The surface of ice is like supercooled liquid water
The surface of ice has been reported to be disordered at temperatures well below the bulk melting point. However, the precise nature of this disorder has been a topic of intense debate. Here, we study the molecular properties of the surface of ice as a function of temperatures using heterodyne-detected sum-frequency generation spectroscopy. We observe that, down to 245 K, the spectral response of the surface of ice contains a component that is indistinguishable from supercooled liquid water.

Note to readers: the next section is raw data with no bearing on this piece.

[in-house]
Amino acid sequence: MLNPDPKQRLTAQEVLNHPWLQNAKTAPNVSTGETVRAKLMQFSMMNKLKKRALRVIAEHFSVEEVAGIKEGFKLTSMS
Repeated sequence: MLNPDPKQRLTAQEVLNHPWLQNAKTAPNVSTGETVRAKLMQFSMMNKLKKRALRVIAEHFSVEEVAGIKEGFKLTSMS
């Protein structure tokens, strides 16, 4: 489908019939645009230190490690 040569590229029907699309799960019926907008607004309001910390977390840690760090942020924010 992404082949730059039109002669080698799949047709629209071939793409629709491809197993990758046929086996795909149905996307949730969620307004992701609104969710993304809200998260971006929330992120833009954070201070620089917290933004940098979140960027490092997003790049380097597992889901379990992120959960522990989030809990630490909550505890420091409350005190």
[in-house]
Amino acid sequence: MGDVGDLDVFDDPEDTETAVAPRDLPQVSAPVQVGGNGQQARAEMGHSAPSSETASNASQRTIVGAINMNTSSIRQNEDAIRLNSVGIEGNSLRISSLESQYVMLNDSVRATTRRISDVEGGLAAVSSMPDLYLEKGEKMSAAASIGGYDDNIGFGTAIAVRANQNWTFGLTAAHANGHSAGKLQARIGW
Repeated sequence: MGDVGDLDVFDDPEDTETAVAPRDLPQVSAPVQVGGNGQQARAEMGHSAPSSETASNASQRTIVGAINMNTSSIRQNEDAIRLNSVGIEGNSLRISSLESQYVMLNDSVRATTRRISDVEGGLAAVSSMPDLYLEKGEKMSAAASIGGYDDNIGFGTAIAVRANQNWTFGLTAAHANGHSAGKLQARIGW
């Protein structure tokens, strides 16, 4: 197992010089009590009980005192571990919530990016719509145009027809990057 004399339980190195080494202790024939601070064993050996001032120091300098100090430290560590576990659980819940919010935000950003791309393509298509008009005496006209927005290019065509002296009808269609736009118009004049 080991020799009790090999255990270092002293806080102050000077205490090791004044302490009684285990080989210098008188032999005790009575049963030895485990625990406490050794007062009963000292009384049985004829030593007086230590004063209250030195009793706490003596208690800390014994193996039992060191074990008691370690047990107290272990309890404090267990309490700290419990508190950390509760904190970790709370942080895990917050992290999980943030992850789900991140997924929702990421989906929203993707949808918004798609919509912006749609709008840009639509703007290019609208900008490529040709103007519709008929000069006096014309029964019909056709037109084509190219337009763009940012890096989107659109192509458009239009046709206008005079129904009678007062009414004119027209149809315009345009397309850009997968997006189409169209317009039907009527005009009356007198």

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|Journal||Angew. Chem., Int. Ed.|
Smit, W.J, & Bakker, H.J. (2017). The surface of ice is like supercooled liquid water. Angew. Chem., Int. Ed., 56(49), 15540–15544. doi:10.1002/anie.201707530